177.: ricardo to mill1[Reply to 175.—Answered by 180] - David Ricardo, The Works and Correspondence of David Ricardo, Vol. 7 Letters 1816-1818 
The Works and Correspondence of David Ricardo, ed. Piero Sraffa with the Collaboration of M.H. Dobb (Indianapolis: Liberty Fund, 2005). Vol. 7 Letters 1816-1818.
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First published by Cambridge University Press in 1951. Copyright 1951, 1952, 1955, 1973 by the Royal Economic Society. This edition of The Works and Correspondence of David Ricardo is published by Liberty Fund, Inc., under license from the Royal Economic Society.
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ricardo to mill
[Reply to 175.—Answered by 180]
Gatcomb Park. Minchinhampton 8th. Sepr. 1816
My dear Sir
Since I received your kind letter I have been in London for about a week, which has been one of the causes why I have so long delayed answering it. Writing, I at least find, is something different from talking on paper. I can with some confidence maintain my opinion against my adversaries in conversation, because I know they are more intent on the matter than on the manner. Besides by a look, a remark, a sign, you know in conversation what the point of difference is, and all your efforts are directed to that point. In writing you address both those who know little, and those who know much. Every thing must be admitted, or proved, and it is difficult to know whether you will not be very obscure or very tiresome. On this subject however I mean to say no more, for I will not expose myself to the chance of your mistaking my motives. I shall proceed in my work with all due diligence, and after hastily copying what is now dispersed in various directions, I shall send it to you. In its present form I scarcely understand it myself, and I am sure you could make nothing of it. I shall not be careful to omit the repetition of the same thought, perhaps in various places, because as my fault is that of brevity and it may sometimes be proper to repeat the idea in another form, if it should be superfluous you can easily scratch your pen across it. Even when I shall have copied my dispersed papers it will be imposing a severe task on you to read them,—but you are absolute, and it is my business to obey you. They shall therefore be copied and sent, and you will then be convinced that however tractable the dispositions of your pupils may be there is a vast difference in directing the energies and talents of a young mind whose habits are not formed, and an old one whose pursuits have been in no way favourable to the object you wish to attain.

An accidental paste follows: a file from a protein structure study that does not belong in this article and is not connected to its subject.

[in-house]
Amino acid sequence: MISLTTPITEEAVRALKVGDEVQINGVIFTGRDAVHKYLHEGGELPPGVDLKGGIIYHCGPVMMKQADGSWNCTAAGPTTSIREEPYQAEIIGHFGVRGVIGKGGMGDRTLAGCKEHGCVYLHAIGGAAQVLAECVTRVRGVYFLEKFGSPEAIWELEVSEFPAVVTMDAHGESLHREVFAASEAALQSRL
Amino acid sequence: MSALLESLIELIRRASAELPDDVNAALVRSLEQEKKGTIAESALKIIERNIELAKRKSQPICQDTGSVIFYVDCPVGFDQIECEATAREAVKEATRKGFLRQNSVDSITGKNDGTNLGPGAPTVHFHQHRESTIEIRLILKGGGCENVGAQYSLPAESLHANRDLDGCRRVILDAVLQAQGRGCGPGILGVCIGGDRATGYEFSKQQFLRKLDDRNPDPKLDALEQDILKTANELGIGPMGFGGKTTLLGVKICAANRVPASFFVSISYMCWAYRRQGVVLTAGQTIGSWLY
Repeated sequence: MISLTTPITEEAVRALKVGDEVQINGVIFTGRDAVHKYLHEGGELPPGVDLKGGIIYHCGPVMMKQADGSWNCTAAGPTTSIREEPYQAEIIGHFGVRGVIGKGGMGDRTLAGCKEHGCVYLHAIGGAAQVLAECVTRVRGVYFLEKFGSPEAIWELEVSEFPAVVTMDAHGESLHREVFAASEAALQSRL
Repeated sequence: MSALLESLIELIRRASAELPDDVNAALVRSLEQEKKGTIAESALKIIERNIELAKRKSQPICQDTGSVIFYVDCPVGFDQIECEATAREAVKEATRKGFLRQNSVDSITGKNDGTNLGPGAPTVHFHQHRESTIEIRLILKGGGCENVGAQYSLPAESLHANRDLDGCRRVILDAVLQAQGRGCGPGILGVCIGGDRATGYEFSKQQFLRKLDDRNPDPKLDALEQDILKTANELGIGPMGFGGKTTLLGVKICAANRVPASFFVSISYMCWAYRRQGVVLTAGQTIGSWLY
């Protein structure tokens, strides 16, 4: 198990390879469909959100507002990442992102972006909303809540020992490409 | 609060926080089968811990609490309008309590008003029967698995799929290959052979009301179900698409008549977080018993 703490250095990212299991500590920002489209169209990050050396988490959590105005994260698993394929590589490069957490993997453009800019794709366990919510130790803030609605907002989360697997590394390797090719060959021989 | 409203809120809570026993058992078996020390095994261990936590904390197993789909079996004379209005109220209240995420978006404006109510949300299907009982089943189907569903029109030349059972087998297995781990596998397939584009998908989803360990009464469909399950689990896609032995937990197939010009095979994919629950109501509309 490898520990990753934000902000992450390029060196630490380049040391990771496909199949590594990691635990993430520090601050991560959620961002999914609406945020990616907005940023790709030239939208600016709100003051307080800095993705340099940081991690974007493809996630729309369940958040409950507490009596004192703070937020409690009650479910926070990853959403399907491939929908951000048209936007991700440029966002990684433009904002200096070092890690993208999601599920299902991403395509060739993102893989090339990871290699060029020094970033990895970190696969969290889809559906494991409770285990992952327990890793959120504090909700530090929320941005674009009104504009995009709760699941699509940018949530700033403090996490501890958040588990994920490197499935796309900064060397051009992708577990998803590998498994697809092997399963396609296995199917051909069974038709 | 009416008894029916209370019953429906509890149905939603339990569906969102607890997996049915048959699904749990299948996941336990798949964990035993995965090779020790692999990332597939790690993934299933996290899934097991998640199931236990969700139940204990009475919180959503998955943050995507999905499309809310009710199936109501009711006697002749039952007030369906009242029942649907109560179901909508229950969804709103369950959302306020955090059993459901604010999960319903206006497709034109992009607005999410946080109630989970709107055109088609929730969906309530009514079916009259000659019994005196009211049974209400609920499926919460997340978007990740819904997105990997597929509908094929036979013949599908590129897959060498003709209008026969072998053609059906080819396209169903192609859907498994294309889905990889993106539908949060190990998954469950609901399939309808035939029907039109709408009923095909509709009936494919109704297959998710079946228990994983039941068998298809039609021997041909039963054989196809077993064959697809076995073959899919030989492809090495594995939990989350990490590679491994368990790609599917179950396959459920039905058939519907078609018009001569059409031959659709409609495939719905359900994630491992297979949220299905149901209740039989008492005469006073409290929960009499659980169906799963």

Ralph, Samson, Abigail and Esther have been here sometime. I left them here whilst I went to London. We are all going for a few days to Malvern, and from thence to Worcester, where we shall take different directions, they towards their home, I towards mine. They appear very much to have enjoyed their tour, and Esther has not been the least chearful of the party.
She as well as her brothers and sister desire to be kindly remembered to you. Ralph is very much pleased that the cuttings of his elder have struck root.—Mr. and Mrs. Samuda have also been our visitors for about a week,—they leave us to day.—
The continuance of the cold and wet weather does not afford us a very good prospect for the harvest, and I am very much afraid that the poor will have much to suffer during the next winter. I cannot however relinquish my hope that they will not long continue without work. The actual capital of the country,—the funds for the maintenance of labour cannot have been much impaired in consequence of the change from war to peace, and it appears to me that a sufficient time has elapsed to make that new distribution of employments which our altered circumstances have made necessary. The duration of the intervals between marked changes are often much longer than is generally supposed. It proceeds from the opposition which is naturally given to such change. Thus a reduction in the amount of the circulating medium should speedily operate on prices, but the resistance which is offered—the unwillingness that every man feels to sell his goods at a reduced price, induces him to borrow at a high interest and to have recourse to other shifts to postpone the necessity of selling. The effect is however certain at last, but the duration of the resistance depends on the degree of information, or the strength of the prejudices of those who offer it, and therefore it cannot be the subject of any thing like accurate calculation.
I hope you will soon be inclined to direct your footsteps towards this country. You shall devote as much of your time when here as you please to work, but I suspect that you have not more virtue than other folks, and are no more able to resist the temptations of fine weather and good humored companions than those who habitually have more idle habits. I am happy to hear that Mrs. Mill is quite recovered, pray make my kind compliments to her and accept yourself the best wishes of all the inhabitants of Gatcomb.